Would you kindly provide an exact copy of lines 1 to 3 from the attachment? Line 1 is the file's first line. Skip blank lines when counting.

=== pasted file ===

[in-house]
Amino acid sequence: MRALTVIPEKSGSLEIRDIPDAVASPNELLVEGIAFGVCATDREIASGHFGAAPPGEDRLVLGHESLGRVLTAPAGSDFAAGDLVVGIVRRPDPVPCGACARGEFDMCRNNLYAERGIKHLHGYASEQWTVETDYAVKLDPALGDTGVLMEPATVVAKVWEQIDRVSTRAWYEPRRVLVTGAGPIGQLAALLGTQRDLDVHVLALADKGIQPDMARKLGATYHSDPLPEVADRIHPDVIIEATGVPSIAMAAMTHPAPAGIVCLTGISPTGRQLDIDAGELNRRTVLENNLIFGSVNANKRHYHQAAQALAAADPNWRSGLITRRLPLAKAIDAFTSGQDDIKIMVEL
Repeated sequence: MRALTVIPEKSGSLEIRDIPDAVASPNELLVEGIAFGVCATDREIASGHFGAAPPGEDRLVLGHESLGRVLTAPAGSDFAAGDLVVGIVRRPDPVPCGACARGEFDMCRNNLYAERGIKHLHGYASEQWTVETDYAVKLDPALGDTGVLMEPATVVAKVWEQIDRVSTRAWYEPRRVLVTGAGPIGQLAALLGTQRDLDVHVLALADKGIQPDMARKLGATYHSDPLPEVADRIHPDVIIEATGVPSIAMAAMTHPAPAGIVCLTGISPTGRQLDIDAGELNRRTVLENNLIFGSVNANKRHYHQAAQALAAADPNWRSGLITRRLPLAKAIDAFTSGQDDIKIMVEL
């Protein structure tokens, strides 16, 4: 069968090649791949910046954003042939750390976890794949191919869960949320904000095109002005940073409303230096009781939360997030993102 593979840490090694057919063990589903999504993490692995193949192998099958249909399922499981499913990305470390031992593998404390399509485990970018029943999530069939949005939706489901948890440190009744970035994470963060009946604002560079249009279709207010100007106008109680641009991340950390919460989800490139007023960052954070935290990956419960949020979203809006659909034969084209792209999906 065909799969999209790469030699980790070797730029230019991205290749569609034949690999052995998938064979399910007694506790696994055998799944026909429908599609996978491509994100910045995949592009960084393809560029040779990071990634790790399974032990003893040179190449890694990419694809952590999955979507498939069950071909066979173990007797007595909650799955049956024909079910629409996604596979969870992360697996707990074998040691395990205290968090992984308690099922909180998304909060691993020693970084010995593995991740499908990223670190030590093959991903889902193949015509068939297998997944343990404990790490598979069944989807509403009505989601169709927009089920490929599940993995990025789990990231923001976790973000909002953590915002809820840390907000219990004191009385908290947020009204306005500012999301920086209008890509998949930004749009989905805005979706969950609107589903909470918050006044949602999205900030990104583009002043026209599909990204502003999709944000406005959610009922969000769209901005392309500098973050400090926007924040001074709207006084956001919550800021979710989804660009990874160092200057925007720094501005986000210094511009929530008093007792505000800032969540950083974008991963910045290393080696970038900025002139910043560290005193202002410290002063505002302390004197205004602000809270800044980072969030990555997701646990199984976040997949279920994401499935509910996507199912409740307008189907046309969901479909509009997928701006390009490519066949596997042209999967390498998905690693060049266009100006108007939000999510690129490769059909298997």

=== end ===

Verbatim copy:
[in-house]
Amino acid sequence: MRALTVIPEKSGSLEIRDIPDAVASPNELLVEGIAFGVCATDREIASGHFGAAPPGEDRLVLGHESLGRVLTAPAGSDFAAGDLVVGIVRRPDPVPCGACARGEFDMCRNNLYAERGIKHLHGYASEQWTVETDYAVKLDPALGDTGVLMEPATVVAKVWEQIDRVSTRAWYEPRRVLVTGAGPIGQLAALLGTQRDLDVHVLALADKGIQPDMARKLGATYHSDPLPEVADRIHPDVIIEATGVPSIAMAAMTHPAPAGIVCLTGISPTGRQLDIDAGELNRRTVLENNLIFGSVNANKRHYHQAAQALAAADPNWRSGLITRRLPLAKAIDAFTSGQDDIKIMVEL
Repeated sequence: MRALTVIPEKSGSLEIRDIPDAVASPNELLVEGIAFGVCATDREIASGHFGAAPPGEDRLVLGHESLGRVLTAPAGSDFAAGDLVVGIVRRPDPVPCGACARGEFDMCRNNLYAERGIKHLHGYASEQWTVETDYAVKLDPALGDTGVLMEPATVVAKVWEQIDRVSTRAWYEPRRVLVTGAGPIGQLAALLGTQRDLDVHVLALADKGIQPDMARKLGATYHSDPLPEVADRIHPDVIIEATGVPSIAMAAMTHPAPAGIVCLTGISPTGRQLDIDAGELNRRTVLENNLIFGSVNANKRHYHQAAQALAAADPNWRSGLITRRLPLAKAIDAFTSGQDDIKIMVEL